Take the 2-minute tour ×
MathOverflow is a question and answer site for professional mathematicians. It's 100% free, no registration required.

Consider a renewal process whose holding times are given by a continuous random variable $X$ supported on $[0,1]$. It is known (e.g. Stone '65) that the renewal function $m(t)$ converges to $t/\mathbb{E} X + \mathbb{E}[X^2]/2\mathbb{E}^2[X]$ exponentially fast. I am looking for a bound on the rate of convergence which doesn't depend on the particular $X$, but holds for all continuous distributions supported on $[0,1]$ with, say, density bounded by some constant $C$ (if that helps).

Is such a uniform version of the renewal theorem with exponential convergence rate known?

In my particular application, we are given a "nice" random variable $X$ (we can choose what "nice" means), and we are interested in bounds for the conditional random variables $X|X \geq \alpha$ and (separately) $X|X \leq \beta$. In both cases $\alpha,\beta$ can be chosen "close" to the (properly defined) minimum and maximum values of $X$. This restriction corresponds to a bound on the density of the conditioned random variables.

share|improve this question

1 Answer 1

up vote 1 down vote accepted

If the density is bounded by a constant $C$ then I think the rate of convergence can be bounded as $\exp(-\delta t /C^2)$ for some fixed constant $\delta >0$. If the density is unbounded then I don't think there needs to be a uniform version of exponential convergence.

To elaborate on this, I will use my answer to the related question Error term for renewal function by Johan Wastlund. From the work there, we find that for any $c>0$ $$ m(t) = \frac{1}{2\pi i} \int_{c-i\infty}^{c+i\infty} \frac{e^{st}}{s(1-{\Bbb E}(e^{-sX}))}ds. $$ There is a double pole at $s=0$ and its residue is $t/{\Bbb E}(X) + {\Bbb E}(X^2)/(2{\Bbb E}(X)^2)$. Clearly all the other zeros lie in the half-plane Re$(s)<0$ . To show that there is a uniform exponential rate of convergence, we need to show that there is a half-plane $\text{Re}(s) < -\delta/C^2$ which is free of zeros of $1-{\Bbb E}(e^{-sX})$ (apart from the trivial zero at $s=0$).

First note that ${\Bbb E}(e^{-sX})= 1- s {\Bbb E}(X) + O(|s|^2 {\Bbb E}(X^2))$ from which it follows that there is some neighborhood $|s| <\delta$ which is has no zeros except for $s=0$.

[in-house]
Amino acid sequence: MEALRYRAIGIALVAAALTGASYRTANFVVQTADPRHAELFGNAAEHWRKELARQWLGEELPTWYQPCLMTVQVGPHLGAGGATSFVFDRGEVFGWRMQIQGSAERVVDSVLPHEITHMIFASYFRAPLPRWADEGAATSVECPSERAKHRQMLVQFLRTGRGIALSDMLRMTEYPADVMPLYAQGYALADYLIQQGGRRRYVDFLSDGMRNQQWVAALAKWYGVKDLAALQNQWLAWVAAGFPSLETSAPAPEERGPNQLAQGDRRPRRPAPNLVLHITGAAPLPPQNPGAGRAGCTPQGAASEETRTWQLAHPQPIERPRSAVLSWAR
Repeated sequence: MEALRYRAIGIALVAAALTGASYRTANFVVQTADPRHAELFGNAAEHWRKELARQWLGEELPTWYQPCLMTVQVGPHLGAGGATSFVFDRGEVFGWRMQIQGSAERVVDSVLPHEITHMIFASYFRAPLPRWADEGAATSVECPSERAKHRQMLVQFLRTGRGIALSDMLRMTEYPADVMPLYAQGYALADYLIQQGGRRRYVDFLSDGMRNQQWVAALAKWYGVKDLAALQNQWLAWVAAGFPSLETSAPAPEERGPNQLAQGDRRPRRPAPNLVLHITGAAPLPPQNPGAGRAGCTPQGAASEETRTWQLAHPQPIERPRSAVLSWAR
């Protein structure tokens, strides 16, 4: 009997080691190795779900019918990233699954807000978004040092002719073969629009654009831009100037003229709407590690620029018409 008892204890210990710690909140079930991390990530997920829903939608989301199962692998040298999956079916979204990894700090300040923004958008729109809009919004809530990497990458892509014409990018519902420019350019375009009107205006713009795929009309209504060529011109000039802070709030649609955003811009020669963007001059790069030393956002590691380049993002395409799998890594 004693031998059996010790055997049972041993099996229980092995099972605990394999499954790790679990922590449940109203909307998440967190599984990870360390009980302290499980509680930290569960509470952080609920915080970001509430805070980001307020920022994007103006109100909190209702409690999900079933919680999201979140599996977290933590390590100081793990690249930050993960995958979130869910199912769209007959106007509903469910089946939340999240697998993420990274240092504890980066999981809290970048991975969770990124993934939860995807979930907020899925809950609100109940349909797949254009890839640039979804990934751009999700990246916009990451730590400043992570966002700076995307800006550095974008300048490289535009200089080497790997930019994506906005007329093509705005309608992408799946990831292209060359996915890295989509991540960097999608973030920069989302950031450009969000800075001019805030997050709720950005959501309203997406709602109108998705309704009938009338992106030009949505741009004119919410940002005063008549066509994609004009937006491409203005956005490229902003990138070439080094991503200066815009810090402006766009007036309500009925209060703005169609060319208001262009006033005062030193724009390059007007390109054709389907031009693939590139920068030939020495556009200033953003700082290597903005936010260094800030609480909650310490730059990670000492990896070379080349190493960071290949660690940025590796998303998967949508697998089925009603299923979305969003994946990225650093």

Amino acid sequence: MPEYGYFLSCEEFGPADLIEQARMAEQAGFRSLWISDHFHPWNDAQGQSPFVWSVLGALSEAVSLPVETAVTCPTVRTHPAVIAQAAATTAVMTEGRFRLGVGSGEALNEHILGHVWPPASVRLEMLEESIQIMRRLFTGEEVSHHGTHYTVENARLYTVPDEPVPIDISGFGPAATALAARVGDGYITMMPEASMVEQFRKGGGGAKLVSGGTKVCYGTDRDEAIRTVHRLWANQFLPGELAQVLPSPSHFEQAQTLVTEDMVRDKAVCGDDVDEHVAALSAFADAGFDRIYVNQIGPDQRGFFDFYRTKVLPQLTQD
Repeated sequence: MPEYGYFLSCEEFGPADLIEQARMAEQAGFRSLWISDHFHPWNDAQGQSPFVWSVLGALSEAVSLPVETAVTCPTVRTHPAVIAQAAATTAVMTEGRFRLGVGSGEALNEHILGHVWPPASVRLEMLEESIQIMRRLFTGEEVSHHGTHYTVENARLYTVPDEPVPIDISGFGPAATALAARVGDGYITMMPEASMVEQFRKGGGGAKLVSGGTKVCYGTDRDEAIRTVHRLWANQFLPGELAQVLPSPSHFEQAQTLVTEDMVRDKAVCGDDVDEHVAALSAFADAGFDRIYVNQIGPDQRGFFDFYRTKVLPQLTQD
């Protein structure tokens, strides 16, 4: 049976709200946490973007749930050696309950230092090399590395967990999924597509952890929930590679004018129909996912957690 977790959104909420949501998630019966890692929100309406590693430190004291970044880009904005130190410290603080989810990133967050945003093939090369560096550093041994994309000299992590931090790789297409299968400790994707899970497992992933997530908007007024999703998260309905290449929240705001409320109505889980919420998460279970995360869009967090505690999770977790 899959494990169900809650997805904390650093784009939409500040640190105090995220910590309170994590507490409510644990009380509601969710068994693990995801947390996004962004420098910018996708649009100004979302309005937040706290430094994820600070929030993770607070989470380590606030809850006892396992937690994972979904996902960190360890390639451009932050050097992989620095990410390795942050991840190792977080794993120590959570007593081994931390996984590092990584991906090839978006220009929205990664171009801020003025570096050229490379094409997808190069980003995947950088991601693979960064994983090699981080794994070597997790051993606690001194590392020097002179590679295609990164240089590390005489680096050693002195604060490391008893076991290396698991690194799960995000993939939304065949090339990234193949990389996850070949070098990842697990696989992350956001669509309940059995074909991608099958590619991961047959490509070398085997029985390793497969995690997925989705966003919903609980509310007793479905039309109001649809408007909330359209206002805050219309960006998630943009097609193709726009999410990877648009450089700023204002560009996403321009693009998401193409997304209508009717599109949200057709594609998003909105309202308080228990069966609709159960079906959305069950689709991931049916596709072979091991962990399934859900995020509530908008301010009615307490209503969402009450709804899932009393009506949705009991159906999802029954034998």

Now suppose that $s=-x+iy$ is a zero, and we want a lower bound for $x$. We may assume that $|y| \ge \delta/2$. Let $f$ be the density function for the random variable $X$. Then we know that $$ \int_0^1 f(u) e^{ux} \cos(uy) du = \int_0^1 f(u) du. $$ Rearranging this means that $$ \int_0^1 f(u) (1-\cos(uy))du \le \int_0^1 f(u) (e^{ux}-1) du \le (e^x-1). $$ Now we get a lower bound on the left hand side, which will finish the proof. Since $y$ is bounded away from zero, if $\epsilon$ is small enough then the set of $u$ with $(1-\cos(uy))<\epsilon$ is bounded by some constant times $\sqrt{\epsilon}$. Therefore, since $f(u)\le C$, $$ \int_0^1 f(u) (1-\cos(uy)) du \ge \epsilon - \epsilon \int_{u:(1-\cos (uy))\le \epsilon} f(u) du \ge \epsilon (1- KC\sqrt{\epsilon}), $$ for some constant $K$. Thus taking $\epsilon = \delta/C^2$ for a suitably small $\delta$, we obtain that $$ (e^x-1) \ge \delta/C^2, $$ for some $\delta >0$. (In this write up, $\delta$ just denotes some positive constant which may change from line to line.) This completes the proof.

If the density is not bounded, then one can arrange for zeros to get arbitrarily close to the line $\text{Re }(s)=0$, and therefore there would be no uniform rate of exponential decay.

share|improve this answer
    
Great! I wonder why the literature doesn't bother with this sort of question. –  Yuval Filmus Sep 10 '13 at 2:28
    
This shows that the error term behaves as $O(\exp(-\delta t/C^2))$, where the constant in the big O notation depends on the other solutions to $\mathbb{E}(e^{-sX})=1$, and so could depend on $X$. Can we get a uniform bound on the constant as well? (This is what my application actually requires.) –  Yuval Filmus Sep 10 '13 at 2:41
    
The $O$-constant is absolute. You can move the line of integration staying within the zero free region above, and the denominator is uniformly bounded away from zero. You need to be a little careful with the integral -- truncating it from $c-iT$ to $c+iT$ and estimating errors etc, but the argument is standard. –  Lucia Sep 10 '13 at 3:15
    
I would like to cite you - can you please send me your full name? (My e-mail is available on my user page.) –  Yuval Filmus Sep 10 '13 at 19:15

Your Answer

 
discard

By posting your answer, you agree to the privacy policy and terms of service.

Not the answer you're looking for? Browse other questions tagged or ask your own question.